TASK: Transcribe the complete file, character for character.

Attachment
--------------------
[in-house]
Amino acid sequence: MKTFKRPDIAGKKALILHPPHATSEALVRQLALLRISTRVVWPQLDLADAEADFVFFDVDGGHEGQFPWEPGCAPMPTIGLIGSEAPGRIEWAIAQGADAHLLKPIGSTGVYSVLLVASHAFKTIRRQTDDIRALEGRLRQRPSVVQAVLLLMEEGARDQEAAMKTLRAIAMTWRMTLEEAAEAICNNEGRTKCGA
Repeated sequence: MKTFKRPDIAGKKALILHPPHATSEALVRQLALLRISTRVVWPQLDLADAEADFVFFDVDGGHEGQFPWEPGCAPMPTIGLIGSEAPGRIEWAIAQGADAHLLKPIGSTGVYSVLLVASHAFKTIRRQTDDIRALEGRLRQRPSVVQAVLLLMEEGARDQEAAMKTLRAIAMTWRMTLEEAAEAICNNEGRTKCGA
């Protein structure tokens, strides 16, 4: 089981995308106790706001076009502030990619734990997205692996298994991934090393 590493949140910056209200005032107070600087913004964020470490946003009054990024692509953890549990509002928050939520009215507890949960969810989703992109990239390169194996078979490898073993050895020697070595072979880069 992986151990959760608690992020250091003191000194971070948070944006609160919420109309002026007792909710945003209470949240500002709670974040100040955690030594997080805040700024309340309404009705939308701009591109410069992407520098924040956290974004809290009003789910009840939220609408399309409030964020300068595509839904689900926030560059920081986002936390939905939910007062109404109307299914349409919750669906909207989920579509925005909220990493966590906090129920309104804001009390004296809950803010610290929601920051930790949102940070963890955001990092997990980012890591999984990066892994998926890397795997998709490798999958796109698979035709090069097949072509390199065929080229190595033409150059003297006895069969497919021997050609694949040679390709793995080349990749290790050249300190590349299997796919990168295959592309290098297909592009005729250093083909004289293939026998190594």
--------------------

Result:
[in-house]
Amino acid sequence: MKTFKRPDIAGKKALILHPPHATSEALVRQLALLRISTRVVWPQLDLADAEADFVFFDVDGGHEGQFPWEPGCAPMPTIGLIGSEAPGRIEWAIAQGADAHLLKPIGSTGVYSVLLVASHAFKTIRRQTDDIRALEGRLRQRPSVVQAVLLLMEEGARDQEAAMKTLRAIAMTWRMTLEEAAEAICNNEGRTKCGA
Repeated sequence: MKTFKRPDIAGKKALILHPPHATSEALVRQLALLRISTRVVWPQLDLADAEADFVFFDVDGGHEGQFPWEPGCAPMPTIGLIGSEAPGRIEWAIAQGADAHLLKPIGSTGVYSVLLVASHAFKTIRRQTDDIRALEGRLRQRPSVVQAVLLLMEEGARDQEAAMKTLRAIAMTWRMTLEEAAEAICNNEGRTKCGA
């Protein structure tokens, strides 16, 4: 089981995308106790706001076009502030990619734990997205692996298994991934090393 590493949140910056209200005032107070600087913004964020470490946003009054990024692509953890549990509002928050939520009215507890949960969810989703992109990239390169194996078979490898073993050895020697070595072979880069 992986151990959760608690992020250091003191000194971070948070944006609160919420109309002026007792909710945003209470949240500002709670974040100040955690030594997080805040700024309340309404009705939308701009591109410069992407520098924040956290974004809290009003789910009840939220609408399309409030964020300068595509839904689900926030560059920081986002936390939905939910007062109404109307299914349409919750669906909207989920579509925005909220990493966590906090129920309104804001009390004296809950803010610290929601920051930790949102940070963890955001990092997990980012890591999984990066892994998926890397795997998709490798999958796109698979035709090069097949072509390199065929080229190595033409150059003297006895069969497919021997050609694949040679390709793995080349990749290790050249300190590349299997796919990168295959592309290098297909592009005729250093083909004289293939026998190594």